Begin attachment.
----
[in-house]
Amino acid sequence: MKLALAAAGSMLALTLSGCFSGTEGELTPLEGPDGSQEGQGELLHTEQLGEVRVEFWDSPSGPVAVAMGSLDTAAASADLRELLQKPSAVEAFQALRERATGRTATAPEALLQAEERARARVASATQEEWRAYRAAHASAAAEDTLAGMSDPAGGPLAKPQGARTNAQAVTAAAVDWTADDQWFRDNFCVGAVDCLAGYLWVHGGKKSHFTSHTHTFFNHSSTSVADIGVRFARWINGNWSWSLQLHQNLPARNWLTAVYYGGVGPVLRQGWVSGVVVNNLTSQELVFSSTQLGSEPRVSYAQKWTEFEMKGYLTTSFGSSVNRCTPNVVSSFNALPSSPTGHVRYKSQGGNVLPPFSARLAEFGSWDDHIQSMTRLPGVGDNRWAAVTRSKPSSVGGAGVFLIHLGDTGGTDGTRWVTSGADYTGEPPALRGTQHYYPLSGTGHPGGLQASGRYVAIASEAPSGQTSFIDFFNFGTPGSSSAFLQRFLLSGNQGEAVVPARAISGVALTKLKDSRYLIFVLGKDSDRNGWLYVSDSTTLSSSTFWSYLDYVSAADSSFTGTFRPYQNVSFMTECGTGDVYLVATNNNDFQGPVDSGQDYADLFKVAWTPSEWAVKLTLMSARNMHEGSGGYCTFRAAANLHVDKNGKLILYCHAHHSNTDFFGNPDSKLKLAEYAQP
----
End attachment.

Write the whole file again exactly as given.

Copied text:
[in-house]
Amino acid sequence: MKLALAAAGSMLALTLSGCFSGTEGELTPLEGPDGSQEGQGELLHTEQLGEVRVEFWDSPSGPVAVAMGSLDTAAASADLRELLQKPSAVEAFQALRERATGRTATAPEALLQAEERARARVASATQEEWRAYRAAHASAAAEDTLAGMSDPAGGPLAKPQGARTNAQAVTAAAVDWTADDQWFRDNFCVGAVDCLAGYLWVHGGKKSHFTSHTHTFFNHSSTSVADIGVRFARWINGNWSWSLQLHQNLPARNWLTAVYYGGVGPVLRQGWVSGVVVNNLTSQELVFSSTQLGSEPRVSYAQKWTEFEMKGYLTTSFGSSVNRCTPNVVSSFNALPSSPTGHVRYKSQGGNVLPPFSARLAEFGSWDDHIQSMTRLPGVGDNRWAAVTRSKPSSVGGAGVFLIHLGDTGGTDGTRWVTSGADYTGEPPALRGTQHYYPLSGTGHPGGLQASGRYVAIASEAPSGQTSFIDFFNFGTPGSSSAFLQRFLLSGNQGEAVVPARAISGVALTKLKDSRYLIFVLGKDSDRNGWLYVSDSTTLSSSTFWSYLDYVSAADSSFTGTFRPYQNVSFMTECGTGDVYLVATNNNDFQGPVDSGQDYADLFKVAWTPSEWAVKLTLMSARNMHEGSGGYCTFRAAANLHVDKNGKLILYCHAHHSNTDFFGNPDSKLKLAEYAQP